Call of Duty: Ghosts is a rip-off of the game Homefront and film Red Dawn – 11/26/2013


Acclaimed screenwriter Stephen Gaghan created a story for Call of Duty: Ghosts that breaks from the typical “America’s the best” bravado and instead takes players to a vulnerable America that is fighting to protect its sovereignty.

You may feel like you’ve played this game before (besides the fact that every Call of Duty game is the same), and that’s because Gaghan has ripped off Homefront, the 2011 first-person shooter written by John Milius and inspired by his classic film Red Dawn.

This makes me wonder what the point is of working with an accomplished screenwriter if he’s just going to copy from the plot of another video game. Here are five examples of how Call of Duty: Ghosts is nothing but a piss-poor remake of Homefront.

The Middle Eastern war

Both Homefront and Call of Duty: Ghosts are set in a world where a war in the Middle East has crippled the world’s oil supply, which ushers in an age of global instability.

In Homefront, the conflict is known as the Oil War, and it was fought between Iran and Saudi Arabia. Both nations are competing for influence in the region after the U.S. withdraws its military. The U.S. military also participated in the conflict, but its actions were very limited. The end result is that the Middle East is no longer a reliable source of energy, which brings about a global economic crisis.

In Call of Duty: Ghosts, the conflict is known as the Tel Aviv War, and it’s fought between Israel and other Middle Eastern nations. The conflict began with an attempted invasion of Tel Aviv that grew into a major war that destabilized the region. Part of the conflict involved 60 Tier One operatives deployed to protect a civilian hospital from 500 enemy soldiers on the Iranian Border (Operation Sand Viper), in which the legend of the Ghosts is born. The end result of the war is that the Middle East is no longer a reliable source of energy, which brings about a global economic crisis — just like in Homefront.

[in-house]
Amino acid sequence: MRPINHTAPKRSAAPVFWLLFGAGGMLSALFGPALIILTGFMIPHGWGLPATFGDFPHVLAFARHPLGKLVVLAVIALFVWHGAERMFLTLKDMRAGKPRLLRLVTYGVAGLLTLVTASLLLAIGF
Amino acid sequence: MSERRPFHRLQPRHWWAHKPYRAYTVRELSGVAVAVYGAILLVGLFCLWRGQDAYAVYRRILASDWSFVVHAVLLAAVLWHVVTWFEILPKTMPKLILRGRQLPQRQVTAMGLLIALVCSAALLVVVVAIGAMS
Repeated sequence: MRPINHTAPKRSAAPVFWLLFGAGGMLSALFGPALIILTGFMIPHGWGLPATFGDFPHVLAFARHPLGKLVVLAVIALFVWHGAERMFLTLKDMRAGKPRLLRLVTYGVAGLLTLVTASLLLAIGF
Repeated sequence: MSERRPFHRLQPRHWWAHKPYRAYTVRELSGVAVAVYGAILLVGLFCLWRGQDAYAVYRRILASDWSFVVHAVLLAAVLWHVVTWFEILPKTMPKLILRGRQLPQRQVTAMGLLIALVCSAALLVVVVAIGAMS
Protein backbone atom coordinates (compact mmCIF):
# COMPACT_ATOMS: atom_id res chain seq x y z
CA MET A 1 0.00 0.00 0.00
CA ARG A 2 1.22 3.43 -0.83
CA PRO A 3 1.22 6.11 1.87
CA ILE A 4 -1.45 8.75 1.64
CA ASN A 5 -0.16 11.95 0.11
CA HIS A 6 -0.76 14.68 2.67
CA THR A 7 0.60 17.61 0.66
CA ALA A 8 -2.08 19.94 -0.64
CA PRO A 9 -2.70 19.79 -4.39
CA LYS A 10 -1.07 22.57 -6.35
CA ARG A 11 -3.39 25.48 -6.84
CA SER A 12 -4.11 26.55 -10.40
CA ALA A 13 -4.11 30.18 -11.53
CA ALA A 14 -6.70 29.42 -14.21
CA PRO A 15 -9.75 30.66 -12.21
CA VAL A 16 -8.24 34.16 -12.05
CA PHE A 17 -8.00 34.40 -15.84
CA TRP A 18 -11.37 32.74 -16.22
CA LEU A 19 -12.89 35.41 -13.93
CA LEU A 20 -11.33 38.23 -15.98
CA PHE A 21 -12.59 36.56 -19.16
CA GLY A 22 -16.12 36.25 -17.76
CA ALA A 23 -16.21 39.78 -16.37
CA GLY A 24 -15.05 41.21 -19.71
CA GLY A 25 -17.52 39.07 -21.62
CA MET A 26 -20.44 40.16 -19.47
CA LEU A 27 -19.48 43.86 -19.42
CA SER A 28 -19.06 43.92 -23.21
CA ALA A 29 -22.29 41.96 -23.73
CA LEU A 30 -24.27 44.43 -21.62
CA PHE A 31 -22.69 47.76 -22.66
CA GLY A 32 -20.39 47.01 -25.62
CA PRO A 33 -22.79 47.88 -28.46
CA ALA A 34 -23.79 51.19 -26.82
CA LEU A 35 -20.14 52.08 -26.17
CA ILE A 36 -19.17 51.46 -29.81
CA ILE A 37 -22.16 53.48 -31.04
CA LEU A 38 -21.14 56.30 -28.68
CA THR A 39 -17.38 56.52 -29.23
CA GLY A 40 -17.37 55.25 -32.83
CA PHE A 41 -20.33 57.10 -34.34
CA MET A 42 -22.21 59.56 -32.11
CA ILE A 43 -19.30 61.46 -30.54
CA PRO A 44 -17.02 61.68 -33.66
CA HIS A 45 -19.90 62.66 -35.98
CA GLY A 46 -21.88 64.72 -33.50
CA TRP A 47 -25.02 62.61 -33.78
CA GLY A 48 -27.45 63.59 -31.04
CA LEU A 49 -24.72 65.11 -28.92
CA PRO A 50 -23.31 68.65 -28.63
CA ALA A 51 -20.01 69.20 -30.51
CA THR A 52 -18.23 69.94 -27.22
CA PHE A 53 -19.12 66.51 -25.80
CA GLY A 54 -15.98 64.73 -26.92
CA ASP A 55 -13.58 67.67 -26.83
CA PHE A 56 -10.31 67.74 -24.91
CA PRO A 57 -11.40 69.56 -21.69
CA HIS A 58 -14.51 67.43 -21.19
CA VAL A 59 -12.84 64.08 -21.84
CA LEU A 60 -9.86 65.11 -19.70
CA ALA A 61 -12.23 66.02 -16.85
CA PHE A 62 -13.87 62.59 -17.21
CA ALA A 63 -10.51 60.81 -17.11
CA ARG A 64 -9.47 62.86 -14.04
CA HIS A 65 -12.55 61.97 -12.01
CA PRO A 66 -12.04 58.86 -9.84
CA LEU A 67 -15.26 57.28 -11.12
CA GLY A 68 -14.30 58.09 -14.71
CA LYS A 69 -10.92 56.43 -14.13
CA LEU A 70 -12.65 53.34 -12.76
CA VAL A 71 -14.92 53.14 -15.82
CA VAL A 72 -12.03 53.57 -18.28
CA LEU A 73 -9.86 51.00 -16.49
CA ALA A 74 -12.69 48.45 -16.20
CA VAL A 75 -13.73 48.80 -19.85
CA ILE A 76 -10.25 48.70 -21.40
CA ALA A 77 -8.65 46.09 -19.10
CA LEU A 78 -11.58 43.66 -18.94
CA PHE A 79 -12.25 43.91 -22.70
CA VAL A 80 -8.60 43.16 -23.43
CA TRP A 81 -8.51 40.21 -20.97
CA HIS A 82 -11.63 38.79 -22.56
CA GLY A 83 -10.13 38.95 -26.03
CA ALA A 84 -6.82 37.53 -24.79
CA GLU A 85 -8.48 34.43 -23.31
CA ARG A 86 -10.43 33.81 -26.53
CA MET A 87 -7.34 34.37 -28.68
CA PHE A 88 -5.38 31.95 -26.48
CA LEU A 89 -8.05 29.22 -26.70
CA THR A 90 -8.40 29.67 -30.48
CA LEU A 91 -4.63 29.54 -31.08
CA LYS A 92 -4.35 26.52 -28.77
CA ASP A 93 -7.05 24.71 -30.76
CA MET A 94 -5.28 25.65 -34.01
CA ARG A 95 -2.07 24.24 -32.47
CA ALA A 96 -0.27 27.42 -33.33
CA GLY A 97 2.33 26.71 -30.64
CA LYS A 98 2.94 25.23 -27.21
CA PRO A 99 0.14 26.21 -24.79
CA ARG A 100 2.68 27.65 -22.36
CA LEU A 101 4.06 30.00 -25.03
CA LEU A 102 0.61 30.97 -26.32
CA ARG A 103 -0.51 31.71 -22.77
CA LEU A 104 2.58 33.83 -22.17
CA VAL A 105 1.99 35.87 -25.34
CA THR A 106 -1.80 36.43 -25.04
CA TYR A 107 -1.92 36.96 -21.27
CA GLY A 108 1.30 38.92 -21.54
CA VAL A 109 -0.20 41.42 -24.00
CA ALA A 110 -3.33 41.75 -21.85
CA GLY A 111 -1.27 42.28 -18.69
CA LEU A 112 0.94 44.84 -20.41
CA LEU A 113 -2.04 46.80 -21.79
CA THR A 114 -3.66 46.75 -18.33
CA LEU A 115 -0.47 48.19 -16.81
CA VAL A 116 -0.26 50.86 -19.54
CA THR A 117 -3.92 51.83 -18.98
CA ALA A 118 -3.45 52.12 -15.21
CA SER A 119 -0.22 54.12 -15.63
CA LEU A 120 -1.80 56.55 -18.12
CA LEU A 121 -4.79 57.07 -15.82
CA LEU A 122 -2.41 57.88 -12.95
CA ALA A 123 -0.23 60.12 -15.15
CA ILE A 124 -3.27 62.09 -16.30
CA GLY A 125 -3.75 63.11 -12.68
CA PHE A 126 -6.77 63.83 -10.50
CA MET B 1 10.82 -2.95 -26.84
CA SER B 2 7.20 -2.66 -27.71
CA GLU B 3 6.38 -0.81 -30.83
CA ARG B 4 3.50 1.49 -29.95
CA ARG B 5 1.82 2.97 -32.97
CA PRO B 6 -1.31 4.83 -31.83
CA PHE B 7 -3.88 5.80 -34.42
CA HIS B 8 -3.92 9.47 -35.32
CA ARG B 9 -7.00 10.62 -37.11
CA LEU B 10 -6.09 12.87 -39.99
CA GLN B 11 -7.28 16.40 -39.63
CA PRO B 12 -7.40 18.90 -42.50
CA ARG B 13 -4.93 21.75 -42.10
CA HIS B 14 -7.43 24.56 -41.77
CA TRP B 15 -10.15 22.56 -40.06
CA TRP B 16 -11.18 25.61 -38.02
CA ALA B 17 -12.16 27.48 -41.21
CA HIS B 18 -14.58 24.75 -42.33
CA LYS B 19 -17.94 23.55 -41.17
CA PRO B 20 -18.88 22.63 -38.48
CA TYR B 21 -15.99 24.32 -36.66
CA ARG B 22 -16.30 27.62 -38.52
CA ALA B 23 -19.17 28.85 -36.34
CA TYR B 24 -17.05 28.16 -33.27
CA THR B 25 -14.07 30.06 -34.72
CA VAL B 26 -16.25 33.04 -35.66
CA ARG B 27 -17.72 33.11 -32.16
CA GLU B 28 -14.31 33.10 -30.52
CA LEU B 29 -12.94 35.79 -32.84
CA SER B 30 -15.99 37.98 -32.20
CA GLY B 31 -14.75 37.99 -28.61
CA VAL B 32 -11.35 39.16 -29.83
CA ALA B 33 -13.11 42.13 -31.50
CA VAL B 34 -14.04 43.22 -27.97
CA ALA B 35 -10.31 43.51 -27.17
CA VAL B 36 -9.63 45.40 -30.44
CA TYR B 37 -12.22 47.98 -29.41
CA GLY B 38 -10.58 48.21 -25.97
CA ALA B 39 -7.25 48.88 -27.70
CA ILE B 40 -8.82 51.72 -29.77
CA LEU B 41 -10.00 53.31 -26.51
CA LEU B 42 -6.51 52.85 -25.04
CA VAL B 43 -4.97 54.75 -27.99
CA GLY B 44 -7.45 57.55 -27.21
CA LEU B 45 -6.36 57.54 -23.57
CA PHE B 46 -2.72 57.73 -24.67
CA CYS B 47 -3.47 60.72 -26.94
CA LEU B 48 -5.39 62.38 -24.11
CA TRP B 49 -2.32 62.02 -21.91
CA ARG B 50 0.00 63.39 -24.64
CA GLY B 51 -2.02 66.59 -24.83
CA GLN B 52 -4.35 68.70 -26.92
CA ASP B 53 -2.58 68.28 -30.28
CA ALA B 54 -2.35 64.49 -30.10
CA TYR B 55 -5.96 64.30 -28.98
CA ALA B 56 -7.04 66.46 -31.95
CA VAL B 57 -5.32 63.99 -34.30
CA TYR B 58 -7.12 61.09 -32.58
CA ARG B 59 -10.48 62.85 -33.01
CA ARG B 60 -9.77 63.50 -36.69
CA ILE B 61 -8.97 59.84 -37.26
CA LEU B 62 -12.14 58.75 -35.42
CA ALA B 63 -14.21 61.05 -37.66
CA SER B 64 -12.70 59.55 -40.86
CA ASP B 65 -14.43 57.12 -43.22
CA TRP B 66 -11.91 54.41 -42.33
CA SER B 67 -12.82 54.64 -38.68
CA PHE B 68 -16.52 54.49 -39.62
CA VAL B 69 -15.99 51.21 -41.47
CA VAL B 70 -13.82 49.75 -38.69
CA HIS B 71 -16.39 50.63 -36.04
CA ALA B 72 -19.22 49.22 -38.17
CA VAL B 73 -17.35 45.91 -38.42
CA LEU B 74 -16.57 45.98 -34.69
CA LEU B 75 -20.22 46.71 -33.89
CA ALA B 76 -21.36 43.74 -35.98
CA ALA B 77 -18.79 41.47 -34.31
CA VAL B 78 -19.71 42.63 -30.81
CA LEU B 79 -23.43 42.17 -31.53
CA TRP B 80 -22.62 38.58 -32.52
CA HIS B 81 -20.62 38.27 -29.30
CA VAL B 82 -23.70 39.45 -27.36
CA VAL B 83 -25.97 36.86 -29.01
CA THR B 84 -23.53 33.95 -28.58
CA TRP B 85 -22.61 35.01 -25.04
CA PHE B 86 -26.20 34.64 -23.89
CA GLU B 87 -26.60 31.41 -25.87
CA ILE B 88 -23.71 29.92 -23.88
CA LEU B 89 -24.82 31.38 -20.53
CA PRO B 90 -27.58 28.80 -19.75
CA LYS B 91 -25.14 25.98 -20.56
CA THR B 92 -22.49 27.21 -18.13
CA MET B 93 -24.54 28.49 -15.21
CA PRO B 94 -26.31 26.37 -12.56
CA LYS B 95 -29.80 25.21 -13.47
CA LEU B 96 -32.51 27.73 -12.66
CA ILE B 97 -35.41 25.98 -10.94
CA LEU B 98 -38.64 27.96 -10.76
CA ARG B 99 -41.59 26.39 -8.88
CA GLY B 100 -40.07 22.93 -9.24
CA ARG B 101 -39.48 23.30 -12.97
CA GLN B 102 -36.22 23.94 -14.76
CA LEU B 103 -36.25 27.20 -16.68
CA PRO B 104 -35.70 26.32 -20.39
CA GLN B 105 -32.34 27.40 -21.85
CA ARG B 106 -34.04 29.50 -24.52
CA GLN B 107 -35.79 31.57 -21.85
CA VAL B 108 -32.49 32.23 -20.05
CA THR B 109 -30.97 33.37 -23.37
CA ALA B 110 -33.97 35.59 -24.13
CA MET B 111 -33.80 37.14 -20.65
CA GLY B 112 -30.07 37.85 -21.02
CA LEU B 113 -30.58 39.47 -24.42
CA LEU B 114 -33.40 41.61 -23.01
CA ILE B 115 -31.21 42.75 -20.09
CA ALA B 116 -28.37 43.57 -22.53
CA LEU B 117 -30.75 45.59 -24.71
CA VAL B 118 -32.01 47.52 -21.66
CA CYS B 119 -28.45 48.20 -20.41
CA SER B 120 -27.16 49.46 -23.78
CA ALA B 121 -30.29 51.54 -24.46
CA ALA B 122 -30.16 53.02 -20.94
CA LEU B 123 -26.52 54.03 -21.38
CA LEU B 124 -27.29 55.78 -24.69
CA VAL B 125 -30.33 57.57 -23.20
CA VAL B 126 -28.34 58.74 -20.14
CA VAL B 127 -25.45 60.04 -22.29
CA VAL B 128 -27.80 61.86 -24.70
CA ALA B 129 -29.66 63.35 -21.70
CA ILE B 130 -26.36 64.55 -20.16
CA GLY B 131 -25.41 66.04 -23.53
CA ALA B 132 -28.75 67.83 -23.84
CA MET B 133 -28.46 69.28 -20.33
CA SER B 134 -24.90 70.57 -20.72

An unrealistic superstate emerges

The aftermath of the Middle Eastern conflict allows an unrealistic superstate to emerge as a world power that challenges the United States. A superstate is a larger nation that has united its territory under a federalist political structure.

Homefront is set in a future in which the Korean peninsula is unified to establish the Greater Korean Republic under the rule of Kim Jong-un. With a powerful economy and military, the GKR begins to expand its borders by conquering or annexing other countries in the region. Meanwhile, in Call of Duty: Ghosts, South America becomes the world’s dominating producer of energy, which leads to the unification of the region’s nations to establish the Federation of the Americas.

Now this is unrealistic because, given the global political climate and history, it’s not possible for these superstates to be established. North Korea would not have the will power to create such a superstate or maintain it due to its dirt-poor economy and poorly equipped military. Yes, America is too weak to act, but the People’s Republic of China or Russia isn’t going to sit back and let Pyongyang fill the void. Also, South Korea with its political stability and strong economy has a more realistic chance of establishing a united Korea.

Meanwhile, the chances of South America merging to establish a superstate is unlikely because one used to exist. It was called the Spanish Empire. After the South and Central American nations achieved independence, there were many attempts to form a unified republic, which failed. In the modern era, because of the political differences and rivalries between the regional powers, it’s unlikely for the continent to unify and establish a superstate.

America is crippled by an orbital superweapon

After gaining enough influence on the world stage, the superstates aim their ambitions at the United States. Despite all that has happened, America is still a formidable opponent and will not be easy to conquer. Hence, these hostile powers use an orbital superweapon to cripple the U.S. before launching a full-scale invasion.

The Greater Korean Republic (in Homefront) uses an orbital EMP (disguised as a communication satellite) that cripples the western United States. The Federation (in Call of Duty: Ghosts) deploys commandos to hijack ODIN, an orbital-stationed weapon, and uses it to attack major cities in the U.S. The attacks cripple the federal government while bringing about the economical and social collapse of the nation, which results in America no longer being a world power.

That follows with an invasion and occupation

A full-scale invasion is launched after the superweapons have made America vulnerable. The invading forces quickly overwhelm the U.S. military (forcing them into disarray) while parts of America are under enemy occupation. In no time, the occupying army begins to round up civilians to either execute or send to a “re-education” camp.